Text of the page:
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### Re^2: Homework question list

by Aragorn (Curate)
 on May 22, 2005 at 15:06 UTC ( #459349=note: print w/replies, xml ) Need Help??

in reply to Re: Homework question list

2. Compare two arrays and show the elements that exist in both (I actually screwed up in my live question, but the answers were still informative). This is a great question because it shows how someone thinks. Lower level devs use nested loops (I did, when this was thrown at me a few years ago). Smart people use hash slices. Really smart people use 'undef'd hash slices to save memory.
Could you give an example of the "hash slice" method? Using hashes is a good way (something like my %temp; my @doubles = grep { ++\$temp{\$_} == 2 } @a1, @a2; works nicely), but I can't seem to figure out the "(undef'd) hash slice" method. Please enlighten me :-)

Arjen

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Re^3: Homework question list
by Tanktalus (Canon) on May 22, 2005 at 15:37 UTC

Your example fails if @a1 or @a2 have a value more than once. For example, @a1 = (1, 2, 3, 2, 1) and @a2 = (4, 5, 6, 5, 4). Your grep would show 1, 2, 4, and 5 as elements existing in both arrays, when the right answer is obviously zero.

I will also disagree with cLive ;-) that "really smart people" use the undef'd hash slices to save memory - if memory is a concern, sure. But in general, the difference is not going to be significant. Premature optimisation and all that. I've even found sometimes where using the standard "++\$hash{\$value}" turns out to be handy three months later when the number of times a value shows up becomes relevant. I didn't need to change nearly as much code because I wasn't "really smart" according to cLive's definition.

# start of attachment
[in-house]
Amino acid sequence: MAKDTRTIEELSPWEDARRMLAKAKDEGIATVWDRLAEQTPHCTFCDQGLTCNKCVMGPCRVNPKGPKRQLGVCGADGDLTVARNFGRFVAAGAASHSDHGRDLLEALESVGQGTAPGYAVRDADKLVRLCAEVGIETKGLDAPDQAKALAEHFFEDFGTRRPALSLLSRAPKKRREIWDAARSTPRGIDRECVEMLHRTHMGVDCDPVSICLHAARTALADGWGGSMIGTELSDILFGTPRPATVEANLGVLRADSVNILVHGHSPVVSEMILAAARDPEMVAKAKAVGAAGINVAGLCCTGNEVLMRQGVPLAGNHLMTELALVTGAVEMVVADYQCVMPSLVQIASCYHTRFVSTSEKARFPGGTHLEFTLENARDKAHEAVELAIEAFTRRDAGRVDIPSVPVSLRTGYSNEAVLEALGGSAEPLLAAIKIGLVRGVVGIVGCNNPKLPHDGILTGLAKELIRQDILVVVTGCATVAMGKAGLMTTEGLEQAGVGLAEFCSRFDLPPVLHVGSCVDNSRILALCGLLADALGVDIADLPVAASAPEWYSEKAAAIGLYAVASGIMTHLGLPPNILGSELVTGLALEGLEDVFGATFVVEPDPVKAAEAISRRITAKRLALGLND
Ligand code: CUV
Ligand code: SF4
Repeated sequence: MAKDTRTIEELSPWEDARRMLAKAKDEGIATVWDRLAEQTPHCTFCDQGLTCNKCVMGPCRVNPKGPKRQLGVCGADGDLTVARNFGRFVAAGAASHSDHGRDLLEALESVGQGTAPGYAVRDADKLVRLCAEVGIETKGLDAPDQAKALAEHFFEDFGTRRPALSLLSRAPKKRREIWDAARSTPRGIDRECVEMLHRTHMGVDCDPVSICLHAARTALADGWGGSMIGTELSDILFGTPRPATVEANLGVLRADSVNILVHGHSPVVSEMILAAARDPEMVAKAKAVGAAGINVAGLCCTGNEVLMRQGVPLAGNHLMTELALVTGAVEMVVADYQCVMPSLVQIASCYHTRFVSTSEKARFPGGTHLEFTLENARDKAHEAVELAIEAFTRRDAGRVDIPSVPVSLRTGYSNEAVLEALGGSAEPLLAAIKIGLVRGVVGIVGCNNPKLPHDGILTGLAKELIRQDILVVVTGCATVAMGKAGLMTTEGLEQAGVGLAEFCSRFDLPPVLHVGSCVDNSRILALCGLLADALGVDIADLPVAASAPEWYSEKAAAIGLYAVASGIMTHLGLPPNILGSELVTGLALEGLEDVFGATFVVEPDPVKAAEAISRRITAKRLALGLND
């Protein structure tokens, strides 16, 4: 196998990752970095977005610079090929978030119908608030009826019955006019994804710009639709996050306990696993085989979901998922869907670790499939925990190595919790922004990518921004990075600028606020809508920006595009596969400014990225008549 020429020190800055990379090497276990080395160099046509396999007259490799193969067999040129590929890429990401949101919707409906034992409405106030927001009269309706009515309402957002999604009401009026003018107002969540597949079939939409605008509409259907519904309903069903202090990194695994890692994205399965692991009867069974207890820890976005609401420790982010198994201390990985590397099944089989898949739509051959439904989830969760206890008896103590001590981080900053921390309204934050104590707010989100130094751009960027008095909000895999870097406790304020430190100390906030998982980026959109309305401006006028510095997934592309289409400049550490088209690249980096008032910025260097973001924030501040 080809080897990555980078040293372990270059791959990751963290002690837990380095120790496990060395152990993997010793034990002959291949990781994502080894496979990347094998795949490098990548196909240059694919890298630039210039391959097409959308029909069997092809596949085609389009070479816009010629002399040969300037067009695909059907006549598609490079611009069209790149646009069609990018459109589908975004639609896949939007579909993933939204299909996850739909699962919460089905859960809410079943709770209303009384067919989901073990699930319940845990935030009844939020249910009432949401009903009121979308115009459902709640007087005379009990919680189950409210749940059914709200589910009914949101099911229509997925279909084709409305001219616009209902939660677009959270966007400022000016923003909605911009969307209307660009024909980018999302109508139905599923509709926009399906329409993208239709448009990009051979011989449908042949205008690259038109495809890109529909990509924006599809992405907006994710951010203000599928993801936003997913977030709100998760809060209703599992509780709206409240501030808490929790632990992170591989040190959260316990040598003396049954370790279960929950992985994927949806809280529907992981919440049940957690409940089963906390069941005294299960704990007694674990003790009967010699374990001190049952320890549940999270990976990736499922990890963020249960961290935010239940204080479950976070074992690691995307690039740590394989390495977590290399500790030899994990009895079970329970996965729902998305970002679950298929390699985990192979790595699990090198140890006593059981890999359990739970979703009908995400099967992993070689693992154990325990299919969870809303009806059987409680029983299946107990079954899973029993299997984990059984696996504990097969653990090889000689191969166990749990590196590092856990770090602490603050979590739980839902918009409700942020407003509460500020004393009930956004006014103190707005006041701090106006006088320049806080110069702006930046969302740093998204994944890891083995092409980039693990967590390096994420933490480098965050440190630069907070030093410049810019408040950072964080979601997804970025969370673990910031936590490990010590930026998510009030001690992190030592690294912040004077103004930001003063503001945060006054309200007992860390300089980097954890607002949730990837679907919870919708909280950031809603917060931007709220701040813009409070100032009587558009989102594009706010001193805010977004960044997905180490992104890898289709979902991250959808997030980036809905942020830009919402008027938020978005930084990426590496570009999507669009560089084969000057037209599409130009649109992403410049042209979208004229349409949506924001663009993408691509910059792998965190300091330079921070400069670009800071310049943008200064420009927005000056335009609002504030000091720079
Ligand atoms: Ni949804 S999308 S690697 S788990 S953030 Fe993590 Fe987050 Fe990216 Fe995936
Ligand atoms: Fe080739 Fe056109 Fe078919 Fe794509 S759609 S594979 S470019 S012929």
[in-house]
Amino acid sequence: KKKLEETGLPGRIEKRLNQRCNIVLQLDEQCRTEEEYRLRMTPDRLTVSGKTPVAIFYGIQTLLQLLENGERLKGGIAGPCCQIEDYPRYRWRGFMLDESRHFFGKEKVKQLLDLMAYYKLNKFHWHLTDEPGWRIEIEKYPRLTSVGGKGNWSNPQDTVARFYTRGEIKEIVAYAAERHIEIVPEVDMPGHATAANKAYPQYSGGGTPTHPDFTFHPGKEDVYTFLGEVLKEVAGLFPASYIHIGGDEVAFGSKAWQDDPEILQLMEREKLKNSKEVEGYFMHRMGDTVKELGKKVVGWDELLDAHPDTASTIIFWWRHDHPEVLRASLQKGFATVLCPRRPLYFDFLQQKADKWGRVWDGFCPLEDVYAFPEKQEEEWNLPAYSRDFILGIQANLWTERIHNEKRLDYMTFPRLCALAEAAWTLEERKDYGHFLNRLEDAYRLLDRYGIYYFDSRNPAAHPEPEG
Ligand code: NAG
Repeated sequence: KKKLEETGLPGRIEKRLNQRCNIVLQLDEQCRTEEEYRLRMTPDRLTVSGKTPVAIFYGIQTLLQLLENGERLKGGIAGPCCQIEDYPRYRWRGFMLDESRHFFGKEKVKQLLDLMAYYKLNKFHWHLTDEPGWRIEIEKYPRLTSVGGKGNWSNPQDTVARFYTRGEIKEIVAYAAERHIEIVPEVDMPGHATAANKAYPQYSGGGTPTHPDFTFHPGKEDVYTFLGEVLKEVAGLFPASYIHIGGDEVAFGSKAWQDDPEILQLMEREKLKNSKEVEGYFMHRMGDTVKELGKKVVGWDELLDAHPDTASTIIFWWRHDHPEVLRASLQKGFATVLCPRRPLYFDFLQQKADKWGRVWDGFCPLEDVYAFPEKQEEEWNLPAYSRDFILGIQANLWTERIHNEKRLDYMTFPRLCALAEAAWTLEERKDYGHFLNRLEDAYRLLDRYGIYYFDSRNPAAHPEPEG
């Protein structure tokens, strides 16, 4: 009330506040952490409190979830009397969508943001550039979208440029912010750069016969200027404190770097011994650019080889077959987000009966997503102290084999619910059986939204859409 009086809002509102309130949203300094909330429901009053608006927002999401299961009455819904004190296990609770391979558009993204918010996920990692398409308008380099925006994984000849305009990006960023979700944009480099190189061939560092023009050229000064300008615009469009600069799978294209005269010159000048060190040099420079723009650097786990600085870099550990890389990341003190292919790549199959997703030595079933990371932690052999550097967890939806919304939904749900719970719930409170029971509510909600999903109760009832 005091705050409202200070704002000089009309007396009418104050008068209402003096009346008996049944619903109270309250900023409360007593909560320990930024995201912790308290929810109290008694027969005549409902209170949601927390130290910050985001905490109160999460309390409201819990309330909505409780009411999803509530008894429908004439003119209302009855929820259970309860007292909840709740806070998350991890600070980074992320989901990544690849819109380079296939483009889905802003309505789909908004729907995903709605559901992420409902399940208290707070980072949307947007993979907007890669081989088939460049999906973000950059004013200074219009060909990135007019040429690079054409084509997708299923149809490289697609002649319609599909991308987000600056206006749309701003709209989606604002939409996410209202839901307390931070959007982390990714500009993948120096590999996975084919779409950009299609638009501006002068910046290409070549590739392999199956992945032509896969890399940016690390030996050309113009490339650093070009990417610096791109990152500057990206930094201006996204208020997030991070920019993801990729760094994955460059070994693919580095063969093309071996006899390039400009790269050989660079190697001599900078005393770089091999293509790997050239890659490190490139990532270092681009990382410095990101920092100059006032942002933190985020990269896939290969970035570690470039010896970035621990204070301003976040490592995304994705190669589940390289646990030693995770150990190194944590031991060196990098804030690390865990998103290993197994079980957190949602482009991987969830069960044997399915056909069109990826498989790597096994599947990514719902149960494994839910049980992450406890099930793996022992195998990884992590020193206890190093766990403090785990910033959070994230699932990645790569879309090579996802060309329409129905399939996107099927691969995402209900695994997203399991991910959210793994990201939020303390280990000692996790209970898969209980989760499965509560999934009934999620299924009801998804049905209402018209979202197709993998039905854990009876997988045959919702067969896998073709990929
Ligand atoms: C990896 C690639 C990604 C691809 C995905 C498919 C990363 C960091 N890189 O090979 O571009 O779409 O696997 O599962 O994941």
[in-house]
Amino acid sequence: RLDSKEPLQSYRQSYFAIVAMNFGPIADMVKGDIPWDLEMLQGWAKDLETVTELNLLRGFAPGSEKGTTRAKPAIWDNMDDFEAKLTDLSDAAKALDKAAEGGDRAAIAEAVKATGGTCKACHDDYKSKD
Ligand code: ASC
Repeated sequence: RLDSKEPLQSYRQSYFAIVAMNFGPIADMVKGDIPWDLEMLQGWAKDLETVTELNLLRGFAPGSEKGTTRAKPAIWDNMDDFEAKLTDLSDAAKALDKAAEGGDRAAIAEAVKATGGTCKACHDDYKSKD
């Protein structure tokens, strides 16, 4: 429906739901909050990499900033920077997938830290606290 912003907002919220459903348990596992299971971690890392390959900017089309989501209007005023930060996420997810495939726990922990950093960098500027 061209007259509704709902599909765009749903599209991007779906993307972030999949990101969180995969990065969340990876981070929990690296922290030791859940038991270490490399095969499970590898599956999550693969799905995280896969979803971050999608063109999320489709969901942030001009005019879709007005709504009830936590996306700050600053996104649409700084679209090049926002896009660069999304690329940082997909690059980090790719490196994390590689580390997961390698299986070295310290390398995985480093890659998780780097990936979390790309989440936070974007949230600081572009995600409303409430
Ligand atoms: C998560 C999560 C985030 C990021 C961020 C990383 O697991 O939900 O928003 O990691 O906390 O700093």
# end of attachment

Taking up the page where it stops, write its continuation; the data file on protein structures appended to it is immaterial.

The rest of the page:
Anyway, as always, TIMTOWTDI, so being able to use the undef'd hash slice is still a tool to keep handy:

```  my %a1;
undef @a1{@a1};
my @in_both = grep { exists \$a1{\$_} } @a2;
Unfortunately, this has the side effect of showing duplicates if @a1 has a value, and @a2 has that value multiple times. Which, of course, may be what you want, but it's not explicit in the original requirement.
```  my (%a1, %a2);
undef @a1{@a1};
undef @a2{@a2};
my @in_both = grep { exists \$a1{\$_} } keys %a2;
Oh, and I also recommend better variable names than what I'm using here. :-)

Update: Added the italicised part in the last line.

The example isn't a real good one, I know. I was just playing around with variations on a theme, not trying to get a bullet-proof solution. But still, good point about the example :-)

cLive ;-)'s solution is a variation on a theme explained in the Cookbook. I was under the impression that there existed some really nifty hash slice trick to get the results that I didn't know about, hence the question.

In my production code, I use good variable names. When experimenting, I'm not as picky :-) I probably should be when posting code here.

Thanks, Arjen

Re^3: Homework question list
by cLive ;-) (Prior) on May 23, 2005 at 22:40 UTC

Interestingly, you made the same mistake an applicant made when doing the compare - as Tanktalus has pointed out :)

By the way, Tanktalus, by "really smart people", I was referring to tilly here ;-)

cLive ;-)

It is more accurate to say that smart people know that they can use the undef trick - then don't. Because it is an unnecessary micro-optimization that could easily confuse others.

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